As a venue for music, The Brudenell Social Club is worthy any length of journey, never mind the relatively short forty five minutes it takes to arrive from Oldham. It provides a bizarre musical oasis in the midst of Yorkshire terraces, an amalgamation of locals out for a few drinks “down’t club,” with the conveniently located student population more interested in the cream of underground music which passes through the locale on a regular basis. Definitely a case of once visited, never forgotten.
The Travelling Band fit perfectly with the surroundings, their lack of image, perversely becoming their image. Described earlier by Jo Dudderidge as a band of the people, for the people, all five members could stroll around anonymously, not engaging the “we must look different, like a band” ethos. Lead guitarist Mugger especially maintains a look of an individual stopped in the street, having a guitar thrust in their hand with the direction “go and stand on that stage for an hour.” His and the bands general anonymity is lost however as they take the stage, the first notes struck. The Travelling Band is a collection of people born to play music, not through a desire for commercial success, more a calling, a way of life. The five piece thrive in the live arena, if a few people turn up along the way to watch and listen, all the better, if not, they’ll still give absolutely everything. Speak with Adam Gorman and Jo Dudderidge, who share vocals, guitars and keyboards, a more softly spoken pair you’ll struggle to find, place them on a stage performing their songs.......everything changes. An intensity and passion pervades, providing the main focus throughout.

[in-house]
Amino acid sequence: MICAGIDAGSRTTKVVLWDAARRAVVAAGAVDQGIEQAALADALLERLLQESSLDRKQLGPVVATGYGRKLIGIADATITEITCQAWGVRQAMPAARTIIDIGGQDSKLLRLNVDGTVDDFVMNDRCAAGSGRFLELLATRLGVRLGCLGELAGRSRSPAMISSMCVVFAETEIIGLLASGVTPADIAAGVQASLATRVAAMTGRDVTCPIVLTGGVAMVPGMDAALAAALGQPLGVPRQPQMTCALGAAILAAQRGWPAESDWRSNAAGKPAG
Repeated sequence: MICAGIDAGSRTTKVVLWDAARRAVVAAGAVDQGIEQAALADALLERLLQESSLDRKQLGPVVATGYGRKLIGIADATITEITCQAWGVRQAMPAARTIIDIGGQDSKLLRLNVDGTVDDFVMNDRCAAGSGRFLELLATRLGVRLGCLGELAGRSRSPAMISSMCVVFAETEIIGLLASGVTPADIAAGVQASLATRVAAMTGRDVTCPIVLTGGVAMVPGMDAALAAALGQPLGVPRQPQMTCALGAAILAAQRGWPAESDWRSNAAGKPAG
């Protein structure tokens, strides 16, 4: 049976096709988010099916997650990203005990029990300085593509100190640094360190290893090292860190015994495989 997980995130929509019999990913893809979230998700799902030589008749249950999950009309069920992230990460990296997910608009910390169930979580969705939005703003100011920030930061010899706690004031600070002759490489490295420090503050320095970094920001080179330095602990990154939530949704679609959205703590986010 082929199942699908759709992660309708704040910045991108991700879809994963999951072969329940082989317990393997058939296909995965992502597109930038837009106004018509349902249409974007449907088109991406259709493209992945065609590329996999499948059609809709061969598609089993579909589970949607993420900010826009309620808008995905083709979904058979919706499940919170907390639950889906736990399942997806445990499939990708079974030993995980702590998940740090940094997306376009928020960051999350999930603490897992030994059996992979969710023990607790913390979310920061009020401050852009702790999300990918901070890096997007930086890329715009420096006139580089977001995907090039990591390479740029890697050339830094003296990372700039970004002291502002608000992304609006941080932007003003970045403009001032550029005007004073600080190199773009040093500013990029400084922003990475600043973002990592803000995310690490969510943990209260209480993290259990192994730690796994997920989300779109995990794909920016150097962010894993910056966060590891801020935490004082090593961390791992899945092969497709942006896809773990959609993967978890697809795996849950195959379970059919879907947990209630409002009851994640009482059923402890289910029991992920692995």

Predominantly as you would expect, tonight’s set is based around latest album “Screaming is Something” eight out of the ten tracks being aired. For anyone regarding The Travelling Band as just another folk outfit, that particular myth is dispelled within minutes. Opening with the title track from the new album, the rock undertones spring to the surface, even during “One Dime Blues” borrowing the lyrics and title to a Blind Lemon Jefferson song, their arrangement adds harder elements to the more traditional guitar picked opening.
What becomes apparent as they continue through “Me and the Horizon and” Fairweather Friends,” The Travelling Band could adopt any direction within their music, not tied to a genre or a style, their versatility plain to see, the version of “Lanes of Names” absolutely immense, highlighting the integral contribution provided by Chris Spencer on bass and particularly in this instance, Nick Vaal on drums. Neither would look out of place visually or musically in a hardcore outfit. The heavier aspect is enhanced further after Mugger dedicates “Magnetic Anywhere” to Ellen, of Escapades fame, attending on her birthday. As the track closes, Dudderidge announces a celebratory rock out, complete with feedback, dry ice and poses worthy of Judas Priest. Conversely “Weary Beaten Road” includes a section of the most gorgeous off mike, A cappella harmonies provided by Dudderidge, Gorman and perhaps more surprisingly Mugger, producing complete silence within the audience. The set closes with an intense and spectacular “On The Rails” ending as Gorman waves his Telecaster in the air, almost appearing ready to be trashed and Dudderidge slumped over the keyboards in true Keith Emerson style.
Any concerns I may have harboured over the reduction last year in personnel from a six piece to a five piece were dispelled early in the evening, the encore of “Hindsight” and “Sweet City” further enhanced, little if any loss of the enormous sound The Travelling Band produce live.
For me to write objectively about The Travelling Band is difficult, being hooked from the first exposure to “Desolate Icicle” from the debut “Under The Pavement” album. I would however urge anyone who enjoys live music to attend a show near you at the earliest opportunity, they really are one of the U.K’s finest bands, biased or not.
Photos By Russ Learmont